MINNEAPOLIS (WCCO) -- Minnesota could have more triple digit temperature days in the future, if we don't curb greenhouse gas emissions. That's according to a study by a research group called Climate Central.
If things continue as they are, in 2060: 15 days per year will be over 95 degrees. And, by 2100: 42 days.
"We haven't seen an increase in summertime high temperatures yet in Minnesota," Department of Natural Resources climatologist Pete Boulay said.
Climatologists say that all could change decades from now, based on what the world is doing in the present.
"As you get more and more carbon dioxide in the air and other atmospheric warming gases over time as those increase, the effects will increase," Boulay said.
While still a controversial political issue, Boulay says with every crank of the ignition, pull of the lawn mower and flip of the switch, people are contributing to the changes.
"If we consume energy, in order to make that energy we're releasing atmospheric gases in the air, carbon dioxide and other gases too, that causes the global warming," Boulay said.
He says using solar energy can help, but everyday changes can make a difference too, like riding a bike or recycling.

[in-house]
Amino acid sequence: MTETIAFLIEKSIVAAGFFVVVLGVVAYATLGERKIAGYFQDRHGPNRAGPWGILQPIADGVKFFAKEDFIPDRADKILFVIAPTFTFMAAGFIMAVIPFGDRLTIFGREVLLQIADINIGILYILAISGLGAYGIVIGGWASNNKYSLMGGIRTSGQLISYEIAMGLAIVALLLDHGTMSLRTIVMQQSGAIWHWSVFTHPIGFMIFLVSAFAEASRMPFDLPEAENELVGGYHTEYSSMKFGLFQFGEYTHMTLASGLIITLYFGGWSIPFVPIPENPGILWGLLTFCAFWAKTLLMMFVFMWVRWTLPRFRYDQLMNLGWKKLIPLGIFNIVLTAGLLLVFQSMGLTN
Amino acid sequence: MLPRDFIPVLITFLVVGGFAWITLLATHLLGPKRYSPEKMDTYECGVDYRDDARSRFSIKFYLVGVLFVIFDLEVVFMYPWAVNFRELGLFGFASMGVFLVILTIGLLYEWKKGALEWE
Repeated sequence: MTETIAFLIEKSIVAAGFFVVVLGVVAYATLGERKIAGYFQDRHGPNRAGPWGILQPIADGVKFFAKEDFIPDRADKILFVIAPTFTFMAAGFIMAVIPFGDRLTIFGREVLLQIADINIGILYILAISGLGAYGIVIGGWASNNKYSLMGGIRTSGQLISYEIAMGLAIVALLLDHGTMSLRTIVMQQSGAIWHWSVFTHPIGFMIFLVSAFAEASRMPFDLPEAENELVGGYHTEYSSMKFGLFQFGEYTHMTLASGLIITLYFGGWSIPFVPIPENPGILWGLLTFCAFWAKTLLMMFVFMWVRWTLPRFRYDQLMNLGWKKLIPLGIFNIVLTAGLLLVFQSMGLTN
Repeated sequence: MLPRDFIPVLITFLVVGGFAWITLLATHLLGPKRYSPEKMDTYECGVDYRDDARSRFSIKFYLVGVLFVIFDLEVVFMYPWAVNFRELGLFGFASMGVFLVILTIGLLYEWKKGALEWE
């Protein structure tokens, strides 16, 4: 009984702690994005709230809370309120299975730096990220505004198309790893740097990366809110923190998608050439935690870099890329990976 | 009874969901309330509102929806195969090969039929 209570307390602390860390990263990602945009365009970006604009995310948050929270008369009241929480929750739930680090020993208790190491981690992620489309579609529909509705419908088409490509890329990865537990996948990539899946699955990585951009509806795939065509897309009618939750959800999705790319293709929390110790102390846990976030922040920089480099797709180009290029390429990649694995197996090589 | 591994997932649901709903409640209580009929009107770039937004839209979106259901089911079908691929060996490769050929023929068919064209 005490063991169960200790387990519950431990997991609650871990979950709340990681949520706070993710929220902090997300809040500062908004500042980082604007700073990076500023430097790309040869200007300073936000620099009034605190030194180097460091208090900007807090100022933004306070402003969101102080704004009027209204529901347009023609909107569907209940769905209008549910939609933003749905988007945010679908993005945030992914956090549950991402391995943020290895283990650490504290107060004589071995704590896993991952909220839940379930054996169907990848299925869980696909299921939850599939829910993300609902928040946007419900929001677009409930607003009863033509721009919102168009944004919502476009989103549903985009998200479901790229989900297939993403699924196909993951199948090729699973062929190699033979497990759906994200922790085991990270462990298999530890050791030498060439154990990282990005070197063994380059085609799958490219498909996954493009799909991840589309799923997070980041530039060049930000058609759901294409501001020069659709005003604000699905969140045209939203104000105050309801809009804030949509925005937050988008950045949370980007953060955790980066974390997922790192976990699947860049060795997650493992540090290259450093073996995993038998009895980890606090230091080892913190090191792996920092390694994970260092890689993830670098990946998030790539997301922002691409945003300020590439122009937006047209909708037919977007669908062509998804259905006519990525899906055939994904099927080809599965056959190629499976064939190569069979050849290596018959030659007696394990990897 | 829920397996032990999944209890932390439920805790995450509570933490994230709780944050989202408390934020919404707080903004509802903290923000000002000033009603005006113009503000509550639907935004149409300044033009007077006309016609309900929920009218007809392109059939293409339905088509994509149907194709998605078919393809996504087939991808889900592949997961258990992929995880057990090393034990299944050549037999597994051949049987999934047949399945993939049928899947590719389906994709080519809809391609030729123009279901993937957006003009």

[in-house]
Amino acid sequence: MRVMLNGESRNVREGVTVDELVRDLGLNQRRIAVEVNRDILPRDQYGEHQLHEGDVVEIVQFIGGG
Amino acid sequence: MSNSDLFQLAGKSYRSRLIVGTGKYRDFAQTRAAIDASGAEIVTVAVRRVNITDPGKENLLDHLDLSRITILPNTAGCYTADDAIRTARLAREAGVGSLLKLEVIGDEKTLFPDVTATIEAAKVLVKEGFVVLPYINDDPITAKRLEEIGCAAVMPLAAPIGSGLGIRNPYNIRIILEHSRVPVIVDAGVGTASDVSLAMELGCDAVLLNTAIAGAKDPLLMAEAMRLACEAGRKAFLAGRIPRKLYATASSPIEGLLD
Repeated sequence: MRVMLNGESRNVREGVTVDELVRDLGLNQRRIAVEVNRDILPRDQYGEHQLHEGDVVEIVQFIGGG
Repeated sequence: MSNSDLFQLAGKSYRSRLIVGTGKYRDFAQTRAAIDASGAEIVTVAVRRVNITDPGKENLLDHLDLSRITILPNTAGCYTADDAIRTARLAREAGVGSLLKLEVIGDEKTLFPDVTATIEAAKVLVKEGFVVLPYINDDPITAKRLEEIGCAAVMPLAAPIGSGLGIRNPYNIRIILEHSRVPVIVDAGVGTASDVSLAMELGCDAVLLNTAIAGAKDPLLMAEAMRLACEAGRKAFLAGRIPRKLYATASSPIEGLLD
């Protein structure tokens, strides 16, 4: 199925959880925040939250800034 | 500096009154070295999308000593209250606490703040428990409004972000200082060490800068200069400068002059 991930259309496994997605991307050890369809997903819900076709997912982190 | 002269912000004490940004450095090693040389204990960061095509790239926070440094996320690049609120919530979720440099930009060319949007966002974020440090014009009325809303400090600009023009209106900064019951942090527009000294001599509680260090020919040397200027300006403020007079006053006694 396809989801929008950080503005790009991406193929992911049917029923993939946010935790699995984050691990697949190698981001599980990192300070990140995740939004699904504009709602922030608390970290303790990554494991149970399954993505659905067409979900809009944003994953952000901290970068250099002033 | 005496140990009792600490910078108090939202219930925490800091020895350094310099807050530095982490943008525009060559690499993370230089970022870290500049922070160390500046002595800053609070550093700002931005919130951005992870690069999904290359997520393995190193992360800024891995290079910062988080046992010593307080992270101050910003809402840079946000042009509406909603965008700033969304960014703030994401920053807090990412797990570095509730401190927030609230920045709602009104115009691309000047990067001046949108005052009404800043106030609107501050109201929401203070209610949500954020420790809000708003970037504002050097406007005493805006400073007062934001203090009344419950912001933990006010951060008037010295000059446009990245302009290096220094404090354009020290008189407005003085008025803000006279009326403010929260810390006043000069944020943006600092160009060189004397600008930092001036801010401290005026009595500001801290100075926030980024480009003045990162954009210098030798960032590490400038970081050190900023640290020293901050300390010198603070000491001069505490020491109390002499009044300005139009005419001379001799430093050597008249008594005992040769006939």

"To make a new aluminum can from scratch from aluminum takes many times the energy it would from recycling one so that's a very small way right there you can do it," Boulay said.
Without an adjustment from people around the world, Boulay says hotter temperatures could be ahead.
"There will probably always be somewhat of a change no matter what we do but it's up to us to decide how much of a change that'll happen," Boulay said.
Boulay said anyone who remembers the summer of '88 can relate to what can happen in the future.
That year there was a drought and there were 16 days of 95 or higher.
According to NASA, July was the Earth's hottest month on record.
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